If state government and private industry invested fully in carbon technology, Wyoming could use coal to support an average of 2,600 jobs over the next 17 years, according to a report from the American Jobs Project.
The nonprofit began work on the report in February, soliciting the help of the UW College of Business and UW energy economics professor Robert Godby.
Kate Ringness, co-president of the American Jobs Project, said her organization focused in on Wyoming’s carbon tech potential after noticing the significant levels of research and development already being backed in the state — like the Wyoming Integrated Test Center in Gillette and Ramaco’s carbon project in Sheridan.
“We are ahead of the curve here with carbon tech,” she said.
The estimate of 2,600 jobs was a based on projected growth for the carbon tech industry over the next two decades and Ringness said her group was “very conservative in estimating how much of that market share” Wyoming can capture.
The nonprofit’s jobs estimate purposefully ignores jobs related to enhanced oil recovery and carbon sequestration, Ringness said.
Carbon tech refers to products and chemical feedstock made from coal, natural gas, oil and captured carbon dioxide.
Because carbon tech is a “very nascent industry,” Ringness said it’s hard to predict when all needed technology would be ready for commercialization and the state industry could scale up to 2,600 jobs.
While the state’s coal reserves and planned research and development position Wyoming to be a leader in carbon tech, the state doesn’t have a strong ability to attract workers.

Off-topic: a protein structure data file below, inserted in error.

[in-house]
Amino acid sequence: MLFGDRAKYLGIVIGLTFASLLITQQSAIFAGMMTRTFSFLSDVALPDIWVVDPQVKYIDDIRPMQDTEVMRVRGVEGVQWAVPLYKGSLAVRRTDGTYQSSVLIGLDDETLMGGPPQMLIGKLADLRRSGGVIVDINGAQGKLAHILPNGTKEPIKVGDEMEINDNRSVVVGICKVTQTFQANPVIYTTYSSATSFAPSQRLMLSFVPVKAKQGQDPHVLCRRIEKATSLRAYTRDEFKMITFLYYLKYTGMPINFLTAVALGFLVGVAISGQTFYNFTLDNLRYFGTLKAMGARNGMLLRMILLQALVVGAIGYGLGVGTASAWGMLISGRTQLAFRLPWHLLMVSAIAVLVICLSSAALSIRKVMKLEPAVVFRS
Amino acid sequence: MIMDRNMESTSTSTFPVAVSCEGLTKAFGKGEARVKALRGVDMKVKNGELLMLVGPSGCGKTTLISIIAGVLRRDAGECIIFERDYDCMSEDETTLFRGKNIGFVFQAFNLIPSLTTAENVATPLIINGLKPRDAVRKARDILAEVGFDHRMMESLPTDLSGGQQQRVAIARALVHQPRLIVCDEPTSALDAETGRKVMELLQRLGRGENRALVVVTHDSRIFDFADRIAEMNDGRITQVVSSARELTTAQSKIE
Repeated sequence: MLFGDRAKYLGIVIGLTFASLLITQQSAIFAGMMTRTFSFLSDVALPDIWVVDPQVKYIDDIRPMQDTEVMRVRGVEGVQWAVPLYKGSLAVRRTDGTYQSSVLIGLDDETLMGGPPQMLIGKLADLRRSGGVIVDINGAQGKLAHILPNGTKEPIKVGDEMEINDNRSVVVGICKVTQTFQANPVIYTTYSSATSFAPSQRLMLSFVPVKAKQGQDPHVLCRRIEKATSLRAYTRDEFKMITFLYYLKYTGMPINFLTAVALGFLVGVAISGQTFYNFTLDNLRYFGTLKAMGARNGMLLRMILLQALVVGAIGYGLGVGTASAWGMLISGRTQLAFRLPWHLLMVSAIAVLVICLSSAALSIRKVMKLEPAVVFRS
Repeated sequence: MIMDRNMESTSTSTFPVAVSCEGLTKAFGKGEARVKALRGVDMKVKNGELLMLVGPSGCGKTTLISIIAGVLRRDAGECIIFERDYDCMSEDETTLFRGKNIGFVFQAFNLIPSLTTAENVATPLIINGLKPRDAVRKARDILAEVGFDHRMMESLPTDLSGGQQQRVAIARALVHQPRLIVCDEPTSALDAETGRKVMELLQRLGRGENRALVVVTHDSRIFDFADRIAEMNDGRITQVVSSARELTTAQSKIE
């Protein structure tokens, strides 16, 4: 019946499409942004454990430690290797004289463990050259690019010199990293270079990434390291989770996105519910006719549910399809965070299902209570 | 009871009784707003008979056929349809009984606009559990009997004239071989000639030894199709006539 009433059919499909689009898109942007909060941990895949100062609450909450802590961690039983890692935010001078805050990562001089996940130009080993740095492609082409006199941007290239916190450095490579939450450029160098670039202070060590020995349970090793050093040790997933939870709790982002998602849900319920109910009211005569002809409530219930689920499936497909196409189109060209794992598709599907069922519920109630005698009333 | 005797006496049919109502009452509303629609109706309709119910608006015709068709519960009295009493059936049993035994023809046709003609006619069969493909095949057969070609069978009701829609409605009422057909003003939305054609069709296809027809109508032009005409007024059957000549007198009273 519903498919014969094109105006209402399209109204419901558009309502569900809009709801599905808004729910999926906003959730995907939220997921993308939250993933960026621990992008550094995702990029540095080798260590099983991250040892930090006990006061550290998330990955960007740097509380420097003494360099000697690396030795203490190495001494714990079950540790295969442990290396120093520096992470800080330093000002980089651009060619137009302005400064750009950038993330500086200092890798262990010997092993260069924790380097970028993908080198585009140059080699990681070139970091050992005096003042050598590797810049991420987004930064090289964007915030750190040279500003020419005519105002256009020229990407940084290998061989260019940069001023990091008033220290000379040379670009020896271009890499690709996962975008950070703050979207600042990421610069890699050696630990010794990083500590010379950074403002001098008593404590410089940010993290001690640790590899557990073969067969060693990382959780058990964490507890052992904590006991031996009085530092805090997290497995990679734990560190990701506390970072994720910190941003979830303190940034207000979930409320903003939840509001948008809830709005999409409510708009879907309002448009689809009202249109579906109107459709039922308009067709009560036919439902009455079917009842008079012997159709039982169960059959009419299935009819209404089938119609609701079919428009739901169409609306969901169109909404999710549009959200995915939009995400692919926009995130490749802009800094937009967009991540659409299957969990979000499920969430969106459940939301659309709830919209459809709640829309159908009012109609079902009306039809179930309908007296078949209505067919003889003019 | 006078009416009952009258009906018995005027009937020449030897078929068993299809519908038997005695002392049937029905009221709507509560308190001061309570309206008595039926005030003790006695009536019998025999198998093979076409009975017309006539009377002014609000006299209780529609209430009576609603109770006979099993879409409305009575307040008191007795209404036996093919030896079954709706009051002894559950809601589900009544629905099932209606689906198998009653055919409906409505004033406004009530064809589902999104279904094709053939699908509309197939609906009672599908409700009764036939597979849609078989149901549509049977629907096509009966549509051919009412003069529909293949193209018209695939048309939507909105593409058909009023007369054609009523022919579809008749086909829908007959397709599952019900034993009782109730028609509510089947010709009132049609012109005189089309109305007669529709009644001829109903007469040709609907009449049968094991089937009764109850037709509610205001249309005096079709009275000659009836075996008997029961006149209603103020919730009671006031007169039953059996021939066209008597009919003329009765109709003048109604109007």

“You have to think about what attracts high-level individuals,” Ringness said.
That means providing young people with the amenities to make them want to live in Wyoming.
“The great thing is that you are looking at that with the ENDOW initiative,” Ringness said. “While I see a lot of barriers there, I see a lot of initiative to overcome those barriers.”
The American Jobs Project published its 55-page carbon tech report Monday at www.americanjobsproject.us. The nonprofit was started in 2015 by former Michigan Gov. Jennifer Granholm.
The report suggests the state could advance needed technologies by having UW better commercialize its research, developing a “statewide mentorship network” and fostering high tech start-ups.
The report also stresses the importance of workforce development, access to new capital and driving demand for carbon-tech products.
Godby said that while the report doesn’t really offer “anything new and original,” it does project a good summary of economic benefits the state could see if there was enough political will.
“There’s opportunity, and then there’s political willingness,” he said. “We’re going to have to invest in ourselves and some of that is going to mean making some bets on ourselves.”
Like Ringness, Godby also sees a number of obstacles to advancing the carbon tech industry in Wyoming.
The state struggles with economic development, he said, in part because other regional players — like Colorado’s Front Range, the Salt Lake Basin and parts of Montana — are all so economically strong.